Author Topic: vapour lock  (Read 546 times)

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BILLINGTON

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vapour lock
« on: 21 May, 2022, 23:12:29 »
Today I took my 1932 BSA 500cc sv, out for the first time this year. After checking it over and adding fresh fuel it started on the second kick. I then when for a drive, after just under 2 mile the engine stuttered and can to a halt. The carburettor was very hot, hence the petrol had become so hot it vapour locked the carburettor. I let it cool down for 10 minutes and it started up again so I rode home.
I had is problem in 2019 when the air temperature was over 20 C. HenceI fitted a Tufnol flange spacer, which I did. After fitting the 5mm spacer the bike ran okay in temperatures up to 28 C. However the temperature today was only 16 C.
I know what the problem is, its vapour lock. My question is why is it now happening at a lower temperature and is the only solution a thicker carburettor flange spacer?

spaceman

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Re: vapour lock
« Reply #1 on: 22 May, 2022, 13:12:13 »
Out of curiosity, where in the carb do you think the vapour lock is happening or is it in the fuel line? I think one of the problems with modern fuel is that it boils at a lower temperature and so this type of problem could occur more often than it used to. I would have thought E10 fuel is worst but I assume you are not using this?

BILLINGTON

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Re: vapour lock
« Reply #2 on: 22 May, 2022, 17:32:49 »
Hi Spaceman, I use regular petrol in my bike. If Im honest I did not look at the E value when I purchased the petrol but I will have a look next time Im filling up. I did however put about 25ml of Redex Lead replacement fuel additive. Im not shore if this could have an effect.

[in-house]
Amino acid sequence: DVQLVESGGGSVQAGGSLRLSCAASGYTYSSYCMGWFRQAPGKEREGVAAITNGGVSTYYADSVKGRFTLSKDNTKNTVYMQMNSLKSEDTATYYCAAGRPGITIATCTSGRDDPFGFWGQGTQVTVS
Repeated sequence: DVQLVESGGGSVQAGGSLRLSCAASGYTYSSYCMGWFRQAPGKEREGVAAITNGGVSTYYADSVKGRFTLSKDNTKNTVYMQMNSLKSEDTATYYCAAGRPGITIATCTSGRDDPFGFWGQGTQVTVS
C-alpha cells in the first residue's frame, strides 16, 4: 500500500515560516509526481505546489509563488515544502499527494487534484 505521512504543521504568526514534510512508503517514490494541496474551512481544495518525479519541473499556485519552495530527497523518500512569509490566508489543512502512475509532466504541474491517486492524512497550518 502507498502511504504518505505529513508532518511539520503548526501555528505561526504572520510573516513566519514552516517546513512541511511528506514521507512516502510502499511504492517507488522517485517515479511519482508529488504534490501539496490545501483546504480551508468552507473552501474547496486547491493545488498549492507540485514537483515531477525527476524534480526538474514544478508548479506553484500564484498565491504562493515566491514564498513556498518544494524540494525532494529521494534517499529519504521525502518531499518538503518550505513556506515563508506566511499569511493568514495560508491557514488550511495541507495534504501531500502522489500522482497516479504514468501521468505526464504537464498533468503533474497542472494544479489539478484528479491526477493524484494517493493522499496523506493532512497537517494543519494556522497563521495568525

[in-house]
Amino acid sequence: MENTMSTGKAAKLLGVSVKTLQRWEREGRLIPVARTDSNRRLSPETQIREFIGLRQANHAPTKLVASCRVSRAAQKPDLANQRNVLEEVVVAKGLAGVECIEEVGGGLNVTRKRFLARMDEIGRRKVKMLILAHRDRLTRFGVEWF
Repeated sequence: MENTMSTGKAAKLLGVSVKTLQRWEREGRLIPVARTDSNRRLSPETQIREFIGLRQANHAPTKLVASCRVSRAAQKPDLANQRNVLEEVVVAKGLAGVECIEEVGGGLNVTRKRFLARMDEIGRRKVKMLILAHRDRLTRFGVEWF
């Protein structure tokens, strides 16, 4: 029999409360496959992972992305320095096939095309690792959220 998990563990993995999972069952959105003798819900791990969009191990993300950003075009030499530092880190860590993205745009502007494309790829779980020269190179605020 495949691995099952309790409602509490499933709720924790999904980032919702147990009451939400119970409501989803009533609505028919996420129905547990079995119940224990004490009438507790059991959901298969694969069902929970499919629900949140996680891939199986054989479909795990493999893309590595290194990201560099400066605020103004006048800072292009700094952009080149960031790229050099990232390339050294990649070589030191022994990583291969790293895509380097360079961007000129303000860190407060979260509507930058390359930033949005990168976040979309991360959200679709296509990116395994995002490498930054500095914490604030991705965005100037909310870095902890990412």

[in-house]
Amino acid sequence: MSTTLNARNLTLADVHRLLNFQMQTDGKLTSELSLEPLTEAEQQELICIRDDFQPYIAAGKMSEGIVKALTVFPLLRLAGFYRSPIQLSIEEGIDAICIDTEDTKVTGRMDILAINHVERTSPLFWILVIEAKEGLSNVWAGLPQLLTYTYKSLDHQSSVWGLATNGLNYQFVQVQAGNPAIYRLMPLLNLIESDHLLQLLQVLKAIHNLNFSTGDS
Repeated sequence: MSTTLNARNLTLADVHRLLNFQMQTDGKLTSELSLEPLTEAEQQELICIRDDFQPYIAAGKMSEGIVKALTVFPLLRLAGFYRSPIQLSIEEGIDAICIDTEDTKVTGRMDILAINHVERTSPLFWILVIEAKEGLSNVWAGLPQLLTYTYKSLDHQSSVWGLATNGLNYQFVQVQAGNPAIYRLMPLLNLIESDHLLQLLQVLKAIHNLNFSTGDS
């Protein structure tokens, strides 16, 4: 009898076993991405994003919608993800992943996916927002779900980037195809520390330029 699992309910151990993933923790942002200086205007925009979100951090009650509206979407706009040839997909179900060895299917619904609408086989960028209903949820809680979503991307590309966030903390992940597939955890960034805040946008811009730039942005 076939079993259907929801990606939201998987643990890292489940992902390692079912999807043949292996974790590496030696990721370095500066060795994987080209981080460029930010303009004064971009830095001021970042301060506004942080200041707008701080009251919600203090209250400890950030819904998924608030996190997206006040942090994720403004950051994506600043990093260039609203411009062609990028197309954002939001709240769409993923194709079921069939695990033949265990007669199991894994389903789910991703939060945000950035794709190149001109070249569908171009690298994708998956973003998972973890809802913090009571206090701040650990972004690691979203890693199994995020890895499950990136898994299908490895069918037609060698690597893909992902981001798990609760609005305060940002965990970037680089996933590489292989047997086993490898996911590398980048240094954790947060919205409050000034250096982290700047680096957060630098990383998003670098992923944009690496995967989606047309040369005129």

I dont know where the fuel is turning from liquid state to gas in the fuel delivery system. How would I find out if it happens in the cooper pipe, carburettor bowle or carburettor body, and how would this help me to resolve the issue.
Thank you for any helpful contributions.

idie

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Re: vapour lock
« Reply #3 on: 22 May, 2022, 17:55:21 »
I can make a guess on your problem. If your fuel is old in that you have bought it during the cold spell it will be a different formula to that made in hot weather. Fuel made in cold weather will have a higher evaporation rate to aid better combustion. This maybe is why you had the vapour lock.

DAVE BRADY

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Re: vapour lock
« Reply #4 on: 22 May, 2022, 18:04:56 »
Hi,

I know that the formula for diesel changes for winter as it can freeze but never thought that petrol was different or is it a new thing because of the ethanol?

Dave.

spaceman

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Re: vapour lock
« Reply #5 on: 22 May, 2022, 18:20:12 »
Regular petrol is now high (10%) ethanol E10 petrol with the more expensive premium petrol usually rated at E5 although it is normally closer to E0; that is, a low ethanol content and probably the highest boiling point.

As far as I understand the problem, vapour locks normally occurs in pressurised fuel systems (ie in cars with fuel pumps) due to fuel turning to vapour in fuel lines due to a high temperature affecting the pressure of the delivered fuel.

In this case, it's difficult to see how the formation of vapour in the fuel lines could affect fuel delivery to the carb even if they were getting hot. There's no pump and the system simply relies on gravity.

However,  it's possible that the elevated temperature of the carb is causing problems with the atomisation of the fuel that gets sucked into the inlet manifold. It could well weaken the fuel mixture and cause running issues.

I'm pretty sure the carbs don't get particularly hot on the bikes I ride and I'm surprised the Tufnol spacer is not doing a better job. I'd have to check how good an insulator Tufnol is but there may be better choices available.